medical records, of course found lower incidences of dysphagia
(17-19%).
What do you think of when you hear Haldol?
I heard a nurse describe it as “Vitamin H”!
It is perceived as a quick and effective fix for that patient who is
climbing out of bed and at risk for self-injury. What is needed is
a multidisciplinary approach to think critically about this
medication’s risks and benefits.
When I think about Haldol, I recall my own case reports of
patients who have acutely developed slurred speech, pooling
and drooling of secretions, and difficulty swallowing. I have seen
patients who have received too much Haldol end up intubated in
the ICU. I have also performed Modified Barium Swallow
Studies, showing severe dysphagia in the presence of Haldol,
only to resolve after two weeks off of Haldol.
I also recall how Haldol, invented in the 1950’s, seemed to go
out of favor in the late 1990’s. It is interesting how many papers
on the topic are from that time. However, Haldol seems to be
enjoying a recent resurgence within the last 5-10 years. These
trends may be due to the increased focus on delirium prevention
in the last 10 years.
Prophylactics and Prevention of Delirium:
I often hear physicians discussing the use of Haldol as the
pharmacologic intervention of choice to control agitation in
patients with delirium, in order to avoid benzodiazepines
and other sedative hypnotics. At times it is the drug of
choice due to its reduced anticholinergic side-effects (Sevris,
1996). Other times it is chosen for its ease of availability and
administration in oral, IV and IM forms.
Haldol is not only being used to control agitation in a patient
who already has delirium, it is also being
usedprophylactically to prevent post-op delirium in geriatric
surgery patients (e.g., Kalisvaart, et al., 2005; Wang, et al.,
2012). However, the doses are very low and for a very short
duration. Kalisvaart, et al., used 1.5mg/day preoperatively and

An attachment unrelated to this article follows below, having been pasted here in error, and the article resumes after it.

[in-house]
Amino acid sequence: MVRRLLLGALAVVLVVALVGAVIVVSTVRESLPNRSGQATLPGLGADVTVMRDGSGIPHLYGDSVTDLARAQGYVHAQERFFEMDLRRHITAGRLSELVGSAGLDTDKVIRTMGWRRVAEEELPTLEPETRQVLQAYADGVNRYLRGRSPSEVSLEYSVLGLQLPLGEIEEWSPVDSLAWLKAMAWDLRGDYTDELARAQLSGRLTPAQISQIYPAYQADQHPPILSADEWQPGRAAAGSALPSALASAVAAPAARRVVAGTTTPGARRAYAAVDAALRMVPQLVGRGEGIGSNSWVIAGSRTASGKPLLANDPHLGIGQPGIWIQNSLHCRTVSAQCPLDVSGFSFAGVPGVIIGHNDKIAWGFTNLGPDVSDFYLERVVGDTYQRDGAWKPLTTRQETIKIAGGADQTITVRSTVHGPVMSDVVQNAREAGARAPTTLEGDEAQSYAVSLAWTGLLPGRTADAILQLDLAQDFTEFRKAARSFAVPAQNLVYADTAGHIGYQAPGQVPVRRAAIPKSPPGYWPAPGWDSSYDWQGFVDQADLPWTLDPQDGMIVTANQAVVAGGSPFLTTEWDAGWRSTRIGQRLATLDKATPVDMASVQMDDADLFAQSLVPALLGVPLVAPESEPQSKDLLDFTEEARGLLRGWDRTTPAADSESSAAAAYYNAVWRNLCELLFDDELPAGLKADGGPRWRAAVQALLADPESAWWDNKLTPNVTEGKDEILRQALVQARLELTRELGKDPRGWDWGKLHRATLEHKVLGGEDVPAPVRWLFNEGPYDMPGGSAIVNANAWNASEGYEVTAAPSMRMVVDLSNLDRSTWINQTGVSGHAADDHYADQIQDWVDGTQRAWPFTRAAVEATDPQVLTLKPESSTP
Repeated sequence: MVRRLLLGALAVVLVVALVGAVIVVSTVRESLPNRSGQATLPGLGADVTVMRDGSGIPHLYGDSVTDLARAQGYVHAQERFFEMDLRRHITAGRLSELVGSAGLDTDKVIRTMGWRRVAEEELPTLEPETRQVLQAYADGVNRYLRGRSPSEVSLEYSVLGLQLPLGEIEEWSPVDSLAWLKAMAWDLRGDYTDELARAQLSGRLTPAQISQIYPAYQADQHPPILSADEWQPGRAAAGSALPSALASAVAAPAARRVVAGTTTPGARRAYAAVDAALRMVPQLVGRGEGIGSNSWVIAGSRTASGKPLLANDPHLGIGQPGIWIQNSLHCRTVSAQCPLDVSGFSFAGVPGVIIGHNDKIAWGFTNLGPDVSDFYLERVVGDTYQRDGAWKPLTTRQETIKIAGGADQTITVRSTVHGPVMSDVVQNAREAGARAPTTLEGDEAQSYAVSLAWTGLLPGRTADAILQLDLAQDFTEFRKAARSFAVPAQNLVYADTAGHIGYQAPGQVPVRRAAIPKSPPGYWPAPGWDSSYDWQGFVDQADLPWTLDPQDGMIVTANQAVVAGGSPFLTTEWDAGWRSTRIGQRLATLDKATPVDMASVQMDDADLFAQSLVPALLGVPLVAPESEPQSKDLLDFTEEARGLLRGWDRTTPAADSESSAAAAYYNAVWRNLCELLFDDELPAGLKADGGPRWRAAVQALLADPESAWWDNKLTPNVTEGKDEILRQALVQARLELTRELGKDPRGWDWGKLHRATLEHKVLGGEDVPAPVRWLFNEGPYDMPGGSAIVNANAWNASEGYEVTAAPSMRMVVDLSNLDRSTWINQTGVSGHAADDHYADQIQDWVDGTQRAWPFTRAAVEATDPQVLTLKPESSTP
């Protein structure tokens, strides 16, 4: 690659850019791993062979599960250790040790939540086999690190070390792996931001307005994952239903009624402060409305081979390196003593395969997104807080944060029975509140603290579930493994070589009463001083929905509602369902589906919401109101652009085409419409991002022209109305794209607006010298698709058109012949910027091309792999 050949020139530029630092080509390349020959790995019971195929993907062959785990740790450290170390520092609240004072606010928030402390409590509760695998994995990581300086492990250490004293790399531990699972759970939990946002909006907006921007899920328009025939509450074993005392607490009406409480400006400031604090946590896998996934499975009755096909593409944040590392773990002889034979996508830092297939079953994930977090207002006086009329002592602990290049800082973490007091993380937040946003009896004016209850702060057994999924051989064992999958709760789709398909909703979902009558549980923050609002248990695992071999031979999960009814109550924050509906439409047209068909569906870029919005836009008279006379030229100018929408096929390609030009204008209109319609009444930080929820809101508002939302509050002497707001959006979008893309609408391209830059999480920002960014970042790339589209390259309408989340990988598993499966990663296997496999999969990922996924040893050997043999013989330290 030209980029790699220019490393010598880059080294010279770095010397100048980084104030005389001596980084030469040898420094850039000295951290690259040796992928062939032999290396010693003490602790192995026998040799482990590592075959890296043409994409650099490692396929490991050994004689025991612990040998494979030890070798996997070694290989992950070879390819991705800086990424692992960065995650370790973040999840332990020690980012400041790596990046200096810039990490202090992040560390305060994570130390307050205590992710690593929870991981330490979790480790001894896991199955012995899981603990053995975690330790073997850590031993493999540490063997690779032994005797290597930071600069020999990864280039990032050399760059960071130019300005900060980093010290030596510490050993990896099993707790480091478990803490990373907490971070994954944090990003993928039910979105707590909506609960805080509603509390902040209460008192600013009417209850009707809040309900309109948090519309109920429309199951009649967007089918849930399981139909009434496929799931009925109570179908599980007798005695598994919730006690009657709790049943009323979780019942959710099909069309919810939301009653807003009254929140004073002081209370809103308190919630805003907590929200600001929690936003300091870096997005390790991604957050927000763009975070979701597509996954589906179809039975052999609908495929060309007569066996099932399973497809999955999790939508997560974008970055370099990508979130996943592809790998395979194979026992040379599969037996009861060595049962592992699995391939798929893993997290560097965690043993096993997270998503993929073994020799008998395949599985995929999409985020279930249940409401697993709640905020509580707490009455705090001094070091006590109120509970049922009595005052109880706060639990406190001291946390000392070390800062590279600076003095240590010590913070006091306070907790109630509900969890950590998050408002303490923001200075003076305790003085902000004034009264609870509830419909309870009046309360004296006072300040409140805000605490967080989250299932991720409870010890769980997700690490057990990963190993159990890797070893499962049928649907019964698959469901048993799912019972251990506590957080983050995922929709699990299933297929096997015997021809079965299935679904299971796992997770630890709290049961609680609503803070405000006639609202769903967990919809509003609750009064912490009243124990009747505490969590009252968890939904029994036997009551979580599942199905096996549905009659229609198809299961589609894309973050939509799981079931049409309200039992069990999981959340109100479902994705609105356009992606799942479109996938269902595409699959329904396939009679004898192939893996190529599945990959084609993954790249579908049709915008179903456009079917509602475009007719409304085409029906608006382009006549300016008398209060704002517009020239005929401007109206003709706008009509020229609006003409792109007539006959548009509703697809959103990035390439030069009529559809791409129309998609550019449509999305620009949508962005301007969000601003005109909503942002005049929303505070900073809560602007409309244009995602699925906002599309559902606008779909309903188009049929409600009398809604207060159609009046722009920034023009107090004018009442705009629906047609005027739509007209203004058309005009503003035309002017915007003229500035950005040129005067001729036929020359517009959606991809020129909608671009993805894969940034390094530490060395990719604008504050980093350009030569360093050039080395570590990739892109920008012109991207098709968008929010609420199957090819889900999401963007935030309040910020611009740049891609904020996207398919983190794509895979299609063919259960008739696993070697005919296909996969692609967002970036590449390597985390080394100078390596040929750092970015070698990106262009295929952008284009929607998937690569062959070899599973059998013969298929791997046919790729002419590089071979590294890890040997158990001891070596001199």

continued this for only 3 days postoperatively. They found no
significant reduction in the incidence of delirium, only in the
duration of the delirium and the length of stay. Wang, et al.,
only administered 0.5mg, followed by 0.1mg/hour for only 12
hours, for a total of 1.7mg. They noted the incidence of delirium
during the first 7 days was 15.3% in the Haldol group and
23.2% in the placebo group. It should be noted that some of
their measures reported as significant were of minimal
functional difference (i.e., mean length of ICU stay at 21.3
hours for Haldol group versus 23 hours for control group).
The take-home message here is that these doses were very
small and not in combination with a cocktail of other
sedating medications. This is not the neurologically impaired
agitated patient in the ICU receiving Clozapine, Zyprexa and
Haldol. This is not that patient who receives 15 mg a day of
Haldol who shows an inability to manage secretions.
Do Atypical/Novel Antipsychotics Cause Less Side
Effects?
I recall a neurologist comparing Haldol to Zyprexa, as he
said: “Haldol is like banging your head into a brick wall,
and Zyprexa is just using one brick.” Atypical antipsychotics
are thought to cause less EPS side effects, but it is not so
simple, as the medications may have other side effects that
need to be avoided. One major issue with atypical antipsychotics
is that they can cause cardiovascular side effects ofQT interval
prolongation and life-threatening arrhythmias (Priff & Harold,
2005).
Zyprexa is also used for its convenient orally disolvable tab.